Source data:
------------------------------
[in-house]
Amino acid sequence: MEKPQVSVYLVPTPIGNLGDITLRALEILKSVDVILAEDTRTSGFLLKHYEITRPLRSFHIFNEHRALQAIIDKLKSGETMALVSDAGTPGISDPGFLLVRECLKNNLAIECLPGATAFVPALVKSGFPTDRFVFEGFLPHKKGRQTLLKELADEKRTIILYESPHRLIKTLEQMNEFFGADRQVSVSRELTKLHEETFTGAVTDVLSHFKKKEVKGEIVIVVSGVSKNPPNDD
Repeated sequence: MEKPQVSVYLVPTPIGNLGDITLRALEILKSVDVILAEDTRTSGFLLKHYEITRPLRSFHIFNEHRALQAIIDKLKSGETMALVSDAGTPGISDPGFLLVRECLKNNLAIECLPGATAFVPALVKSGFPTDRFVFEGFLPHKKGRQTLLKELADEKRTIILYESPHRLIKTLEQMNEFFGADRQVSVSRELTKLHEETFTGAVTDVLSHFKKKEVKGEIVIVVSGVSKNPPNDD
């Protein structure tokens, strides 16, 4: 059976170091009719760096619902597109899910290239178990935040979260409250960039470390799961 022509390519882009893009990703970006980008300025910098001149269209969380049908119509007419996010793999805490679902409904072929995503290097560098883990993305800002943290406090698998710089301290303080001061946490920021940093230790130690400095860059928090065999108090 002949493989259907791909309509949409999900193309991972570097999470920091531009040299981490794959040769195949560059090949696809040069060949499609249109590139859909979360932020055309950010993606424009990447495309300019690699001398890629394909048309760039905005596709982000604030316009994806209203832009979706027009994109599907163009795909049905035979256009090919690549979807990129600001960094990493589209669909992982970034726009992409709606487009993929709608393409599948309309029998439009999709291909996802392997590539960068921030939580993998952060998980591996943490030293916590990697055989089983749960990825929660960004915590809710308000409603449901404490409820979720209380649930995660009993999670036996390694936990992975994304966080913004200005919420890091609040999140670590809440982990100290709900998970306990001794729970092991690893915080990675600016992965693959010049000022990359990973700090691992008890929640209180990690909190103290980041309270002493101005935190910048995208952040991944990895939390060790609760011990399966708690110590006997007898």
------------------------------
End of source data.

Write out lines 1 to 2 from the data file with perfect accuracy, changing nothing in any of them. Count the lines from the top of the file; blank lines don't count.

[in-house]
Amino acid sequence: MEKPQVSVYLVPTPIGNLGDITLRALEILKSVDVILAEDTRTSGFLLKHYEITRPLRSFHIFNEHRALQAIIDKLKSGETMALVSDAGTPGISDPGFLLVRECLKNNLAIECLPGATAFVPALVKSGFPTDRFVFEGFLPHKKGRQTLLKELADEKRTIILYESPHRLIKTLEQMNEFFGADRQVSVSRELTKLHEETFTGAVTDVLSHFKKKEVKGEIVIVVSGVSKNPPNDD